Airtel emerges sole 5G bidder as others fail to raise fee

Airtel Africa has emerged as the sole bidder for Nigeria’s 5G licence after the second company was forced to drop out for failing to raise Intention-To-Bid Deposit.

This means that Nigeria would only be able to sell one of the two 100MHz in the 3.5GHz band it had earlier planned to auction in December. This leaves the country with one spectrum licence unsold. The licences were set at a reserve price of $273.60 million.

According to a statement by the Nigerian Communications Commission (NCC), by the close of business on Monday, December 5, 2022, only two companies expressed interest in the auction of the 3.5GHz Spectrum band namely Airtel Networks Limited (Airtel) and Standard Network & Connections Limited (Standard Network).

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However, only Airtel paid the Intention to Bid Deposit (IBD) as stipulated in the Information Memorandum (IM) whereas Standard Network sent an email appeal for the deadline to be extended by twelve (12) working days which was not acceptable in view of the auction timetable.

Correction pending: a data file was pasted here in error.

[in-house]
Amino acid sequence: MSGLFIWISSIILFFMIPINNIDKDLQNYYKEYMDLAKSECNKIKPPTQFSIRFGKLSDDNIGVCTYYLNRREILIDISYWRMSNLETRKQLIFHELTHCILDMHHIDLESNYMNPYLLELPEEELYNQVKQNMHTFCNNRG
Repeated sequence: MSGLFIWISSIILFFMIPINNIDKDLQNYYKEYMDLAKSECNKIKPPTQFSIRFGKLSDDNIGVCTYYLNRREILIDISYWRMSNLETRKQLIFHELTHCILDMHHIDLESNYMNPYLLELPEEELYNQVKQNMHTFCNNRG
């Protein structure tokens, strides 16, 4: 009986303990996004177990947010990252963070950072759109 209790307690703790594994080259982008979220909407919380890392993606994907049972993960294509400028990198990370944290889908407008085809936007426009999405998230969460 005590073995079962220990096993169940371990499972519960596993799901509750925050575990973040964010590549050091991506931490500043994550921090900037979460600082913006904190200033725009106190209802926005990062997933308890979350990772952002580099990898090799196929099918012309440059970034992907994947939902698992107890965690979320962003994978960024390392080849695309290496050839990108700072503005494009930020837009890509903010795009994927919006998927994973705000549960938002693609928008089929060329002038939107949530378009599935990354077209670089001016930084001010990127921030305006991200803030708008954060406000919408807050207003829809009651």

“Having met all the provisions in the IM, Airtel has, therefore, emerged as the sole Bidder,” the NCC noted. “Consequently, there shall be no further bidding and the Commission will proceed to the Assignment Stage in line with the published Information Memorandum guiding the licensing process.”

Airtel had at a stakeholders meeting on the draft Information Memorandum asked the commission to set aside one of the licences at the $273.60 million in consideration of its participation in the first auction conducted in December 2021. The request was not granted as the NCC insisted that the only way a company could obtain a 5G licence was by auctioning.

At that meeting, MTN Nigeria also hinted that it may be interested in a second 5G licence for which other telcos opposed. The NCC, nonetheless went ahead to grant a technical reprieve to MTN Nigeria to be part of the auction. It therefore would come as a surprise to many that the telco did not make it to the auction.